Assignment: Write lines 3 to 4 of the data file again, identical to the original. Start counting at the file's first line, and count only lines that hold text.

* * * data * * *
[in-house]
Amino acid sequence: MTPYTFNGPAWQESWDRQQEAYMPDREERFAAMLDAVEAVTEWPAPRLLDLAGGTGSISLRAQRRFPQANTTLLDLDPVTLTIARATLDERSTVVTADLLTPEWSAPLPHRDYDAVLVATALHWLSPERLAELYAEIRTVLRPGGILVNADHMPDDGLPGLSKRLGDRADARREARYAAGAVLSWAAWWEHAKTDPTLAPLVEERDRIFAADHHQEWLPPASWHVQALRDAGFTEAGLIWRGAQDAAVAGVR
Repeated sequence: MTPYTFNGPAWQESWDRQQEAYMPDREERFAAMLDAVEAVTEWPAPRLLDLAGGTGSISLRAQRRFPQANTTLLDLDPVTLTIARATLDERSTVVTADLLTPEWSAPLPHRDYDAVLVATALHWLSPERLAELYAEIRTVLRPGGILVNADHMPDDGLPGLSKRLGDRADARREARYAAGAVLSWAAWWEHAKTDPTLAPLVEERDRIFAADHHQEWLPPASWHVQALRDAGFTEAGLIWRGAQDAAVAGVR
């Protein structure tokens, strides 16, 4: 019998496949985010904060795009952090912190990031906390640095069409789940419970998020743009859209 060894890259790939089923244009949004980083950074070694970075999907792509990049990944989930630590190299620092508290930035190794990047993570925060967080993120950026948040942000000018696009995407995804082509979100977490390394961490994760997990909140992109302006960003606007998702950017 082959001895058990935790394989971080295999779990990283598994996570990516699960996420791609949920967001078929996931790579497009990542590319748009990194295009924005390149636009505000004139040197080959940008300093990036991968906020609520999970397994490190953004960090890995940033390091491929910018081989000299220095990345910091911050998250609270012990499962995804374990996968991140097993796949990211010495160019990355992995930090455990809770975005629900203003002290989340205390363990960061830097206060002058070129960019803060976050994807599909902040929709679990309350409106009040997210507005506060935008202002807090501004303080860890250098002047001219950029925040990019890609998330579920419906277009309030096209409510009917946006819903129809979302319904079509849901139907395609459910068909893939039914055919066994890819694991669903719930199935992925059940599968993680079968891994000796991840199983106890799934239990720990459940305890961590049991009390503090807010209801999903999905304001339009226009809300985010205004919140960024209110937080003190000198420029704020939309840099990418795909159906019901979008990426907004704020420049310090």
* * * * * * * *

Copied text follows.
Repeated sequence: MTPYTFNGPAWQESWDRQQEAYMPDREERFAAMLDAVEAVTEWPAPRLLDLAGGTGSISLRAQRRFPQANTTLLDLDPVTLTIARATLDERSTVVTADLLTPEWSAPLPHRDYDAVLVATALHWLSPERLAELYAEIRTVLRPGGILVNADHMPDDGLPGLSKRLGDRADARREARYAAGAVLSWAAWWEHAKTDPTLAPLVEERDRIFAADHHQEWLPPASWHVQALRDAGFTEAGLIWRGAQDAAVAGVR
């Protein structure tokens, strides 16, 4: 019998496949985010904060795009952090912190990031906390640095069409789940419970998020743009859209 060894890259790939089923244009949004980083950074070694970075999907792509990049990944989930630590190299620092508290930035190794990047993570925060967080993120950026948040942000000018696009995407995804082509979100977490390394961490994760997990909140992109302006960003606007998702950017 082959001895058990935790394989971080295999779990990283598994996570990516699960996420791609949920967001078929996931790579497009990542590319748009990194295009924005390149636009505000004139040197080959940008300093990036991968906020609520999970397994490190953004960090890995940033390091491929910018081989000299220095990345910091911050998250609270012990499962995804374990996968991140097993796949990211010495160019990355992995930090455990809770975005629900203003002290989340205390363990960061830097206060002058070129960019803060976050994807599909902040929709679990309350409106009040997210507005506060935008202002807090501004303080860890250098002047001219950029925040990019890609998330579920419906277009309030096209409510009917946006819903129809979302319904079509849901139907395609459910068909893939039914055919066994890819694991669903719930199935992925059940599968993680079968891994000796991840199983106890799934239990720990459940305890961590049991009390503090807010209801999903999905304001339009226009809300985010205004919140960024209110937080003190000198420029704020939309840099990418795909159906019901979008990426907004704020420049310090």